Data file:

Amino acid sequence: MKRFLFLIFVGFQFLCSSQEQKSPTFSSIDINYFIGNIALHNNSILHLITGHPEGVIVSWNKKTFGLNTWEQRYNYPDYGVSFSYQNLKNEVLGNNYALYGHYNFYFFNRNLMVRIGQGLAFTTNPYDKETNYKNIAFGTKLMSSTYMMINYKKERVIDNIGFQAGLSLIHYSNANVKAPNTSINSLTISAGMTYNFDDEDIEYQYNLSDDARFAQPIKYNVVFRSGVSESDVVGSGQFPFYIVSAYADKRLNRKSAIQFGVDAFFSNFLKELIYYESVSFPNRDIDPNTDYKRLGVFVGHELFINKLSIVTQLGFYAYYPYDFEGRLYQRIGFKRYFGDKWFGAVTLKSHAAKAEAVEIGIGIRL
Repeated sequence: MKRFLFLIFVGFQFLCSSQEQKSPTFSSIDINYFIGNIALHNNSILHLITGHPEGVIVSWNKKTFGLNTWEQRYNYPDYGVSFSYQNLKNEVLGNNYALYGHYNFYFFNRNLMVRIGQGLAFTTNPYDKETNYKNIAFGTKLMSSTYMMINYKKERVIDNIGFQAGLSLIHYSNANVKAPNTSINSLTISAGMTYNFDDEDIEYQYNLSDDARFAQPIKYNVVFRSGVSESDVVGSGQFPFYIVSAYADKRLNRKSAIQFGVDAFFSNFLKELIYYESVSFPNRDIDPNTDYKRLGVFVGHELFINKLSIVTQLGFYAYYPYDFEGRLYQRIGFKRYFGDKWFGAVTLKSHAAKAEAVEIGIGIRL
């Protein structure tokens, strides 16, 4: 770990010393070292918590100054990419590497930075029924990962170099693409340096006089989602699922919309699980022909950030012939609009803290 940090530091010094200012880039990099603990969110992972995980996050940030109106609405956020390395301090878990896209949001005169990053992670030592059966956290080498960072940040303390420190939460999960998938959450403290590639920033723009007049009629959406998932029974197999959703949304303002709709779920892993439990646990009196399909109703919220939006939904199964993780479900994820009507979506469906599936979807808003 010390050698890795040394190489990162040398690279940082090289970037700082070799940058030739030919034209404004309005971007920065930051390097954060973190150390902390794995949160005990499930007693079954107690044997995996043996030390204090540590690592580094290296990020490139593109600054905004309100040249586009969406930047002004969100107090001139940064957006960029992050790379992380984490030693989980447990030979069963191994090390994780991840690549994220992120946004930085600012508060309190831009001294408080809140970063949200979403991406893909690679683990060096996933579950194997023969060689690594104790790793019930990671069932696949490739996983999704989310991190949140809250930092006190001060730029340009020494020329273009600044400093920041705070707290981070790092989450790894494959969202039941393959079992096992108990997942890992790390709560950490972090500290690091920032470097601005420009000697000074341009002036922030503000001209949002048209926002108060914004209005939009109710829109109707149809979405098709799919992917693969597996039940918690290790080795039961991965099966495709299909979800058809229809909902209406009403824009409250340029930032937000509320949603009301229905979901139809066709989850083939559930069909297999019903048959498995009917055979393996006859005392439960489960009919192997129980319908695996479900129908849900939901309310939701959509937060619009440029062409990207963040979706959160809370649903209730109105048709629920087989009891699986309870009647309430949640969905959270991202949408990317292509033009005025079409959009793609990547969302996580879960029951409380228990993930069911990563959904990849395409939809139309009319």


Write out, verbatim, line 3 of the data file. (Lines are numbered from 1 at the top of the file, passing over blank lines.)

């Protein structure tokens, strides 16, 4: 770990010393070292918590100054990419590497930075029924990962170099693409340096006089989602699922919309699980022909950030012939609009803290 940090530091010094200012880039990099603990969110992972995980996050940030109106609405956020390395301090878990896209949001005169990053992670030592059966956290080498960072940040303390420190939460999960998938959450403290590639920033723009007049009629959406998932029974197999959703949304303002709709779920892993439990646990009196399909109703919220939006939904199964993780479900994820009507979506469906599936979807808003 010390050698890795040394190489990162040398690279940082090289970037700082070799940058030739030919034209404004309005971007920065930051390097954060973190150390902390794995949160005990499930007693079954107690044997995996043996030390204090540590690592580094290296990020490139593109600054905004309100040249586009969406930047002004969100107090001139940064957006960029992050790379992380984490030693989980447990030979069963191994090390994780991840690549994220992120946004930085600012508060309190831009001294408080809140970063949200979403991406893909690679683990060096996933579950194997023969060689690594104790790793019930990671069932696949490739996983999704989310991190949140809250930092006190001060730029340009020494020329273009600044400093920041705070707290981070790092989450790894494959969202039941393959079992096992108990997942890992790390709560950490972090500290690091920032470097601005420009000697000074341009002036922030503000001209949002048209926002108060914004209005939009109710829109109707149809979405098709799919992917693969597996039940918690290790080795039961991965099966495709299909979800058809229809909902209406009403824009409250340029930032937000509320949603009301229905979901139809066709989850083939559930069909297999019903048959498995009917055979393996006859005392439960489960009919192997129980319908695996479900129908849900939901309310939701959509937060619009440029062409990207963040979706959160809370649903209730109105048709629920087989009891699986309870009647309430949640969905959270991202949408990317292509033009005025079409959009793609990547969302996580879960029951409380228990993930069911990563959904990849395409939809139309009319």